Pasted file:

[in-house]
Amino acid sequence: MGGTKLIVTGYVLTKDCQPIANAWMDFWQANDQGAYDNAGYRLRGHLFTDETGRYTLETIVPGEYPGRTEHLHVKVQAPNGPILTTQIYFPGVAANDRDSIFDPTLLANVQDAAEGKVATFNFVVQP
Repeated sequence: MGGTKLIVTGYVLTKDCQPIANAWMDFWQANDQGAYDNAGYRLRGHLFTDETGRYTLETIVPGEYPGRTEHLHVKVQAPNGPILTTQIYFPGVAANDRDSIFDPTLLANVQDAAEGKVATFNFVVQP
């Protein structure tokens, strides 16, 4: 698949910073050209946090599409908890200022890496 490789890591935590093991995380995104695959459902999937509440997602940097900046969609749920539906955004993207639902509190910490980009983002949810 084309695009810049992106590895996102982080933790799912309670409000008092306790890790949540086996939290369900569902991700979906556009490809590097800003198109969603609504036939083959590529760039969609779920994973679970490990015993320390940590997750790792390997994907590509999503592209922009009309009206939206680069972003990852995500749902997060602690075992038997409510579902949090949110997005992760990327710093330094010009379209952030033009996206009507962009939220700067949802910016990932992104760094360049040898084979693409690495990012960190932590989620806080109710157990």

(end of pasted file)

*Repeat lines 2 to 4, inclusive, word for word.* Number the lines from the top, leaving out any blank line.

Amino acid sequence: MGGTKLIVTGYVLTKDCQPIANAWMDFWQANDQGAYDNAGYRLRGHLFTDETGRYTLETIVPGEYPGRTEHLHVKVQAPNGPILTTQIYFPGVAANDRDSIFDPTLLANVQDAAEGKVATFNFVVQP
Repeated sequence: MGGTKLIVTGYVLTKDCQPIANAWMDFWQANDQGAYDNAGYRLRGHLFTDETGRYTLETIVPGEYPGRTEHLHVKVQAPNGPILTTQIYFPGVAANDRDSIFDPTLLANVQDAAEGKVATFNFVVQP
């Protein structure tokens, strides 16, 4: 698949910073050209946090599409908890200022890496 490789890591935590093991995380995104695959459902999937509440997602940097900046969609749920539906955004993207639902509190910490980009983002949810 084309695009810049992106590895996102982080933790799912309670409000008092306790890790949540086996939290369900569902991700979906556009490809590097800003198109969603609504036939083959590529760039969609779920994973679970490990015993320390940590997750790792390997994907590509999503592209922009009309009206939206680069972003990852995500749902997060602690075992038997409510579902949090949110997005992760990327710093330094010009379209952030033009996206009507962009939220700067949802910016990932992104760094360049040898084979693409690495990012960190932590989620806080109710157990």